Discussion series on Henrico’s heritage continues Feb. 25
Citizen Staff Reports 02/23/12
The fourth installment in a community-discussion series on Henrico County’s heritage will focus on free blacks during the 18th, 19th and early 20th centuries. The Dialogues IV program, titled “The Forgotten Minority: Free Blacks in Henrico County,” will be held from 10 a.m. to 12:30 p.m. Saturday, Feb. 25 at the Eastern Henrico Recreation Center, 1440 N. Laburnum Ave. The event is free and open to the public. A light lunch will be provided.
Lauranett Lee, curator of African-American history at the Virginia Historical Society, will moderate the program, which will feature four panelists giving scholarly presentations to encourage conversation with audience members.
Martha Katz-Hyman, an independent curator, will discuss 18th century free blacks through an interpretation of historical artifacts. Dr. William H. Anderson, Jr., a psychologist at the University of Virginia, will address the Pleasants v. Pleasants court case that brought freedom to enslaved blacks as requested in a Henrico landowner’s will. Elvatrice Belsches, an independent historian, will highlight free blacks in antebellum Virginia. Vivian Graves, a historical interpreter, will speak on Virginia Randolph and the beginning of new opportunities and challenges.
The Dialogues series is sponsored by the Henrico County Division of Recreation and Parks. For information, call 652-3411 or visit http://www.co.henrico.va.us/rec/.
The 10th Annual Filipino Festival will be held Aug. 7-8 at Our Lady of Lourdes Church, 8200 Woodman Rd., beginning with opening ceremonies at 5 p.m. Friday and continuing with live entertainment, food and exhibits until 10 p.m. On Saturday the festival will take place from 10 a.m. to 10 p.m. with a full schedule of performances featuring traditional Filipino dance, music and song.
Filipino cuisine, including BBQ, pansit, lumpia, adobo, halo-halo, lechon, empanada and leche flan, will be available for purchase. The festival will also feature a children's area, church tours, exhibits, and health screenings. > Read more.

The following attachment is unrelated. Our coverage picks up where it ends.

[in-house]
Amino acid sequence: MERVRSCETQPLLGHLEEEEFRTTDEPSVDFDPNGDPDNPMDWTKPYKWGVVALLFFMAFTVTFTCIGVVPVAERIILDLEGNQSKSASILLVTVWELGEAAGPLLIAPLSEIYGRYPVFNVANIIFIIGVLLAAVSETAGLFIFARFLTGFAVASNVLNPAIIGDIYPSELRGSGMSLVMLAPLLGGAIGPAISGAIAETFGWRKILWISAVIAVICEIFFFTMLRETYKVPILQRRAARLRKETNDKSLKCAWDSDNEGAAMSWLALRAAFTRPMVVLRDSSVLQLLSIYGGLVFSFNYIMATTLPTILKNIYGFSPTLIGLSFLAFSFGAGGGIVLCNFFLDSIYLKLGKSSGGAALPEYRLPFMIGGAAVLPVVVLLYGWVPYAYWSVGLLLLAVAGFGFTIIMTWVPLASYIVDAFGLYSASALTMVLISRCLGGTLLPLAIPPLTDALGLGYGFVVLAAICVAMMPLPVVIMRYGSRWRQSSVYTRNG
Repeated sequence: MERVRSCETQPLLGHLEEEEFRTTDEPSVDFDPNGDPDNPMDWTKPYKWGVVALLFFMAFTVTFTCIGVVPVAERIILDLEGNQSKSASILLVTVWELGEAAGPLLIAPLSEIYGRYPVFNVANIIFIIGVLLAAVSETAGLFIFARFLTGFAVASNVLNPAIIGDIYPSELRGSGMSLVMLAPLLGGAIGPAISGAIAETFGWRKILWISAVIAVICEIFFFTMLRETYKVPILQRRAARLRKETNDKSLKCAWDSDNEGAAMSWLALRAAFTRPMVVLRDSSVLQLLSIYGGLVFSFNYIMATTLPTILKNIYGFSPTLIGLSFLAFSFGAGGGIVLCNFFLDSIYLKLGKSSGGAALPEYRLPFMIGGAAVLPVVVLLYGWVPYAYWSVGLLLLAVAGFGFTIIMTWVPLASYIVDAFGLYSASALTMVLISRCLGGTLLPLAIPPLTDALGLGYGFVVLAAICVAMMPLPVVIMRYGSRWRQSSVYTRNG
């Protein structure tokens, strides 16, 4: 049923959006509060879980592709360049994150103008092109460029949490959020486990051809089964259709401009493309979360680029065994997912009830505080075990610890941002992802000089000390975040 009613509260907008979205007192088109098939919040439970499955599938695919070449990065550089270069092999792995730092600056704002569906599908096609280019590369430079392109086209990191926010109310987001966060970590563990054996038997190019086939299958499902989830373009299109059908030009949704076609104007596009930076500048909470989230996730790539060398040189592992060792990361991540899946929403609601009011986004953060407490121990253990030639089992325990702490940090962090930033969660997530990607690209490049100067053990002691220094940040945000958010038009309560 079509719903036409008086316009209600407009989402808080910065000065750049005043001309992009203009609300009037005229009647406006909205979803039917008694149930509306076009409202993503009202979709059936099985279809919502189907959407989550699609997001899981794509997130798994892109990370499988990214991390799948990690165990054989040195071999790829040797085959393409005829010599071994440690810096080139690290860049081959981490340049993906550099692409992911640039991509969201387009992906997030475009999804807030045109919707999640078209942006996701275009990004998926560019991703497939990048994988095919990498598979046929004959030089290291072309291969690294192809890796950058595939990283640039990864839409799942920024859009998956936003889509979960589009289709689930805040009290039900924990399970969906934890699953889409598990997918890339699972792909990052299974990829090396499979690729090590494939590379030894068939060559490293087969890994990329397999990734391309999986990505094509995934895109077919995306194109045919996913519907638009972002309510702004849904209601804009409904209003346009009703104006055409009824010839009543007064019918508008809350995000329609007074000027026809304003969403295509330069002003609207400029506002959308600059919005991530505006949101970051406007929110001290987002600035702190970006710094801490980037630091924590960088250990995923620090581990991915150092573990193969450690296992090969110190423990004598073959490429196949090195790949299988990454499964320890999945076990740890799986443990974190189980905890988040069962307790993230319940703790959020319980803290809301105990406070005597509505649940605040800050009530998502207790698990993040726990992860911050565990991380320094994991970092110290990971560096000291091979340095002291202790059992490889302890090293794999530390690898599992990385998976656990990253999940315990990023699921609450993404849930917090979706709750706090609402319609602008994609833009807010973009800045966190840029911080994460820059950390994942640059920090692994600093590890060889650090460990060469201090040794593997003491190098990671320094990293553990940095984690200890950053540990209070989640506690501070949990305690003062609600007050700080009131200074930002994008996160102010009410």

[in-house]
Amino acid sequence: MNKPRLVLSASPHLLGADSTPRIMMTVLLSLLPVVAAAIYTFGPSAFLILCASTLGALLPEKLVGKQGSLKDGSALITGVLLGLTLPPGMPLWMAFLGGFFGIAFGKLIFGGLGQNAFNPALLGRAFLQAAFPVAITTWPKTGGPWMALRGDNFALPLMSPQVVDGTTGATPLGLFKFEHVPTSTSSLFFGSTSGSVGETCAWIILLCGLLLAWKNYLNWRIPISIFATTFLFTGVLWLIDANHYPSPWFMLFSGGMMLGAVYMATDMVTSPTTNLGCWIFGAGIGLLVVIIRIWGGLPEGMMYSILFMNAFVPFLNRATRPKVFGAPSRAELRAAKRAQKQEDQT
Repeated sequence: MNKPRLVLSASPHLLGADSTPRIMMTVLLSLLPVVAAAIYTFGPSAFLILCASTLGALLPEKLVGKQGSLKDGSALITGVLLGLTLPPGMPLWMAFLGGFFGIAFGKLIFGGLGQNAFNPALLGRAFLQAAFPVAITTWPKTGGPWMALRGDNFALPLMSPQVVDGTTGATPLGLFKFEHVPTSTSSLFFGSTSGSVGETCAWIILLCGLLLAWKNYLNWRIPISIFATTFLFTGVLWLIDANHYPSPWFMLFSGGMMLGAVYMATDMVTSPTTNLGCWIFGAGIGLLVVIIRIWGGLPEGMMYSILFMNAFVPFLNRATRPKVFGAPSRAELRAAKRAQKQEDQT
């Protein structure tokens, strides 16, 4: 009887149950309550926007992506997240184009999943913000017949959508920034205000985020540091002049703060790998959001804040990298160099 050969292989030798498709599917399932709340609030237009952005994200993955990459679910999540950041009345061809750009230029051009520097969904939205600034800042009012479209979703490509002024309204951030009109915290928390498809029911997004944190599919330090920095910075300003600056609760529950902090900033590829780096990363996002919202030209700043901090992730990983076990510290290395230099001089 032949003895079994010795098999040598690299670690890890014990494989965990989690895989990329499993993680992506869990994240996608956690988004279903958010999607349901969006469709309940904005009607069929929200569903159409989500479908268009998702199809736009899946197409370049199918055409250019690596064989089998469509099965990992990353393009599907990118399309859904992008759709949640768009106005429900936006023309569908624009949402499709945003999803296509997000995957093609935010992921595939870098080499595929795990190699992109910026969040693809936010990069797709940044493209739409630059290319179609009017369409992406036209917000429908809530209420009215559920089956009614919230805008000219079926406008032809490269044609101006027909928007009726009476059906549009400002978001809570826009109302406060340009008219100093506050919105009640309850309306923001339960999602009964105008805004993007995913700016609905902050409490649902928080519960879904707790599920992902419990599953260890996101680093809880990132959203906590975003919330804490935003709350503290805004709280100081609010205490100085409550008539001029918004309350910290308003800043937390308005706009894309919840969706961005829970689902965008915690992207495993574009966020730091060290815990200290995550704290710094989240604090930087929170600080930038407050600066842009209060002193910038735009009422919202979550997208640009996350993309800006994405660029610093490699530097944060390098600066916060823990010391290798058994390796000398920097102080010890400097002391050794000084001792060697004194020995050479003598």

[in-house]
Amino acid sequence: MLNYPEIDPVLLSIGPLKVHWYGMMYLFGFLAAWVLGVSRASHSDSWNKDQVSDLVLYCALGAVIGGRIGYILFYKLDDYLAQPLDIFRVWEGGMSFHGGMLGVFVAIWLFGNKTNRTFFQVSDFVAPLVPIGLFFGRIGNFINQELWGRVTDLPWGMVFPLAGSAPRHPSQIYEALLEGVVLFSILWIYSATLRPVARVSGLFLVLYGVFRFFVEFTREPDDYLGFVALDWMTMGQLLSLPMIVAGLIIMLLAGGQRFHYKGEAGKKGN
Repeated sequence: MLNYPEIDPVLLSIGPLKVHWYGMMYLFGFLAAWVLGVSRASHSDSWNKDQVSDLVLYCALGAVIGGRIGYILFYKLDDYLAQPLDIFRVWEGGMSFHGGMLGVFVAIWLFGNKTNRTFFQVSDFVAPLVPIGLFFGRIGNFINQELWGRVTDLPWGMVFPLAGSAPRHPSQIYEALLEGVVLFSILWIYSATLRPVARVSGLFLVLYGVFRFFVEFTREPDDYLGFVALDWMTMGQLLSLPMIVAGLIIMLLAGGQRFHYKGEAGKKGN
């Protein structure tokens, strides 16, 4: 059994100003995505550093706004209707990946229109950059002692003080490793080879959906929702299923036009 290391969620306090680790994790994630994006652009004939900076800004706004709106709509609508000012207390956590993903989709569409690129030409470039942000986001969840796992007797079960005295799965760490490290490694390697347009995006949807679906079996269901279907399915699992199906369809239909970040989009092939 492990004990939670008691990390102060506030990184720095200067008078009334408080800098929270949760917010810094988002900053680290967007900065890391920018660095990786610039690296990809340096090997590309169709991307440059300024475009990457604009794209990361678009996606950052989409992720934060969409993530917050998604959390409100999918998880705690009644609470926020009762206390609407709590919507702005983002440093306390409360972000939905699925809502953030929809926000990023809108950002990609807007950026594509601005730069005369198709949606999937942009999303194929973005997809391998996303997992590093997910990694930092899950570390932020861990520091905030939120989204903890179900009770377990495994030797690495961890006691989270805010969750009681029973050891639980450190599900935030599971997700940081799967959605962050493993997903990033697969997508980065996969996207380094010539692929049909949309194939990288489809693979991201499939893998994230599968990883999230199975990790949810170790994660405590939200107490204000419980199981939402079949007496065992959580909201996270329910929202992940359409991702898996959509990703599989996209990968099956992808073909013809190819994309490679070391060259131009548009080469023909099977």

The Children’s Museum of Richmond last week opened its new Short Pump location at Short Pump Town Center, to the delight of children who attended a sneak preview of the location July 10. The new facility, located under the forthcoming LL Bean store (formerly the food court) is 8,500 square feet in size – much larger than CMoR’s former Short Pump location at West Broad Village, which opened in 2010. The new space includes The CarMax Foundation Service Station, the Silver Diner, a grocery store, a performance stage and an art studio, as well as a giant Light Bright Wall. > Read more.
Spinoff is predictably silly, devoid of plot
In Minions, those jibberjabbering little corncob things from Despicable Me have finally earned their own feature film. Specifically, three of them: Kevin (tall), Stuart (plays the ukulele) and Bob (loves his teddy bear), all voiced by co-director Pierre Coffin.
After tracing the evolution of Minionkind – we don’t know what they are, but we know they’re hardwired to serve the baddest villain around – our three Minion heroes set off upon a quest to save their species and find the newest, nastiest villain overlord. > Read more.
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